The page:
The actor revealed: “So much was required of me. Actors want to be challenged, to be put in a position where the heat is turned up. And we had a master filmmaker. Look, it was a low-budget movie. People forget that. We were healing the blind in the afternoon and up on the cross in the evening. That’s not a complaint – it was kind of a blessing.”
Light Sleeper (Paul Schrader – 1992)
Paul Schrader’s 1992 neo-noir features Dafoe as an insomniac whose existential crisis shapes his vision of the world. Drawing elements from Taxi Driver, Light Sleeper constructs a compelling world that is ruled by restlessness, drug dependence and tragedy.
Dafoe recalled: “I was really struck when I did a film many years ago called Light Sleeper, a Paul Schrader movie. I played a white-collar drug dealer, basically. And that’s not my story, I don’t live in that world but I thought if my life was different, I could be this guy. So occasionally you relate or you imagine that things could have been different.”
Antichrist (Lars von Trier – 2009)
Lars von Trier‘s celebrated psychological horror film stars Dafoe and Charlotte Gainsbourg as a married couple who find themselves in an unfamiliar world after the death of their child. Antichrist won several awards, including a Best Actress win for Gainsbourg at Cannes.
While talking about what attracted him to the role, Dafoe explained: “I think the dark stuff, the unspoken stuff is more potent for an actor. It’s the stuff we don’t talk about, so if you have the opportunity to apply yourself to that stuff in a playful, creative way, yes I’m attracted to it.”
The Florida Project (Sean Baker – 2017)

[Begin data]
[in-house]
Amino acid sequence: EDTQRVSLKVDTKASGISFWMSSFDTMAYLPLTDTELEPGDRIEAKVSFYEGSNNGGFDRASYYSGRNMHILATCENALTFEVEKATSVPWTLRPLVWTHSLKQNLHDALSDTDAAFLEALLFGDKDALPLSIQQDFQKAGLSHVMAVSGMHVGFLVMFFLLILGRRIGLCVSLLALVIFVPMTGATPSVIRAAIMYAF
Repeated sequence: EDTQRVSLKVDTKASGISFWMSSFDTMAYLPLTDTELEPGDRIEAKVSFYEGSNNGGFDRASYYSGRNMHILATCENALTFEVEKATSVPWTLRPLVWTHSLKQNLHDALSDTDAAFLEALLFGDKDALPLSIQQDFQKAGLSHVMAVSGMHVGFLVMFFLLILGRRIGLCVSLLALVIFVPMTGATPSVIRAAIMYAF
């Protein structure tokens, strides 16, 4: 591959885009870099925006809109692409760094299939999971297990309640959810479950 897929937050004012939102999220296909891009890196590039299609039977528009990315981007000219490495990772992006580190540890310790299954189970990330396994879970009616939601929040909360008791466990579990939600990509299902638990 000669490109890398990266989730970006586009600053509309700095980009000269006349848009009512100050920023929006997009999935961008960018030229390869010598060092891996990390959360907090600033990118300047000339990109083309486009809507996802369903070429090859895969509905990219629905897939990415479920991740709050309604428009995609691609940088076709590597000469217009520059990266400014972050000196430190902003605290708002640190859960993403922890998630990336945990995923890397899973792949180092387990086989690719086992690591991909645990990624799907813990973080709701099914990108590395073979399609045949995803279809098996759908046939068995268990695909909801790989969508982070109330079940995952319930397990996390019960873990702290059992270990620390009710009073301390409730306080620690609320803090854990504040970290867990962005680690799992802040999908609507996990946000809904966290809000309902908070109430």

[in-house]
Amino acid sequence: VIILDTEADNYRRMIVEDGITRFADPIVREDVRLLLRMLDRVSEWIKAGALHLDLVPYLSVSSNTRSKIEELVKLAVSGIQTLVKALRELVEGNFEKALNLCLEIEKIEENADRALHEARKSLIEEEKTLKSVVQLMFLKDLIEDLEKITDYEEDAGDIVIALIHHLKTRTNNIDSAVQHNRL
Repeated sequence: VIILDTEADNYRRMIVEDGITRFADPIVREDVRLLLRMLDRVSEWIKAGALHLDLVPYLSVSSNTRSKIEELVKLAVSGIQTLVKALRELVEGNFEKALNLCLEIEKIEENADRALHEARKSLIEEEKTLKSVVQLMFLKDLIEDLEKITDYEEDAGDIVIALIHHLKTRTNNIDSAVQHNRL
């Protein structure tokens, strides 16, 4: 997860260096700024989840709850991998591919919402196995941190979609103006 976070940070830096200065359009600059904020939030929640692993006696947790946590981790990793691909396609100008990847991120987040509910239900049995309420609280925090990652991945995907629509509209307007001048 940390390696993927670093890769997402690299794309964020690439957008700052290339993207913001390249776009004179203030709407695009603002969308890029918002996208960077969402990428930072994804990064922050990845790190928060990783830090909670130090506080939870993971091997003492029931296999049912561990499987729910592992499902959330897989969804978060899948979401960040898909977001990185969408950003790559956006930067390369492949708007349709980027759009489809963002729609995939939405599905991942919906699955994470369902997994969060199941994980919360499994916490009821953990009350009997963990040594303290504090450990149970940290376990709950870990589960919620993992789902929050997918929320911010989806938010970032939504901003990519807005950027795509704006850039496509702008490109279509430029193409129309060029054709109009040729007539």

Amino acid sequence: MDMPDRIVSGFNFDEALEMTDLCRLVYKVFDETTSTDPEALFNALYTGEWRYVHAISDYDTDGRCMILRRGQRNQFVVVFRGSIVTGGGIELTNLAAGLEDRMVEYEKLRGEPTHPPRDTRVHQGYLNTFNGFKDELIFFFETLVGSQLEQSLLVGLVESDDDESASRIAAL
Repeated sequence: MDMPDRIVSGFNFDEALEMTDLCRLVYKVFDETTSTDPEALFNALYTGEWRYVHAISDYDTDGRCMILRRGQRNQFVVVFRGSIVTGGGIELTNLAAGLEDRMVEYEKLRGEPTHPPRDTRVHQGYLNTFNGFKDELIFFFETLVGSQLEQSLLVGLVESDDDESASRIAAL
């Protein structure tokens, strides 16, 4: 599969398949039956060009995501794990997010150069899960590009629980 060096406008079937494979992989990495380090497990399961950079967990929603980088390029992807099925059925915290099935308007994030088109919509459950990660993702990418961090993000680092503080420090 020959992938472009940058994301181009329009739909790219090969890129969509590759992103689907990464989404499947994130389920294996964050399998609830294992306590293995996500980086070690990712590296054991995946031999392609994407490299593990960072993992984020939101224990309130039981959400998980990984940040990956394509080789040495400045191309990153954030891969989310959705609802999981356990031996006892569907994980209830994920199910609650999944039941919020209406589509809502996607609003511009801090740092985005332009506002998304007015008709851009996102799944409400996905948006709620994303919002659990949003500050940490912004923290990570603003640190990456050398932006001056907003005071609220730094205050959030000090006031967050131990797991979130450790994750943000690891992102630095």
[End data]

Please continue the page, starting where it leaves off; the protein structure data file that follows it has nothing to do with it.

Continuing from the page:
One of Dafoe’s finest performances of all time, Sean Baker’s 2017 drama paints an intimate picture of life in a Florida motel where Dafoe is the manager. For his brilliant work, Dafoe received an Academy Award nomination as well as a Golden Globe bid for Best Supporting Actor.
“I saw Tangerine and I was taken with it,” Dafoe said. “I was always curious as to what Sean was up to next. When I heard that he was casting The Florida Project, and that there was still a role open, I got my hands on the script. I read it and I thought it was very good. We had a meeting, and I liked him very much. I didn’t know all of his work but I liked how he presented to me how we were going to work on this movie. So it was really a no-brainer.”
The Lighthouse (Robert Eggers – 2019)
Robert Eggers’ critically acclaimed work of psychological horror is a fascinating exploration of isolation and insanity. Set in the 1890s, Dafoe and Robert Pattinson star as two lighthouse keepers relegated to an island where they slowly discover the fundamental terrors of the human condition.
“It’s not comfortable, but at the same time, it’s the only way to do something like this. And of course, the weather is a huge, huge part of the movie and you just accept it and you love it actually, because the weather tells you how to perform, it tells you what the story is. It’s also the thing that routes it from being just a bullshit little tale and makes you have some skin in the game,” the actor elaborated.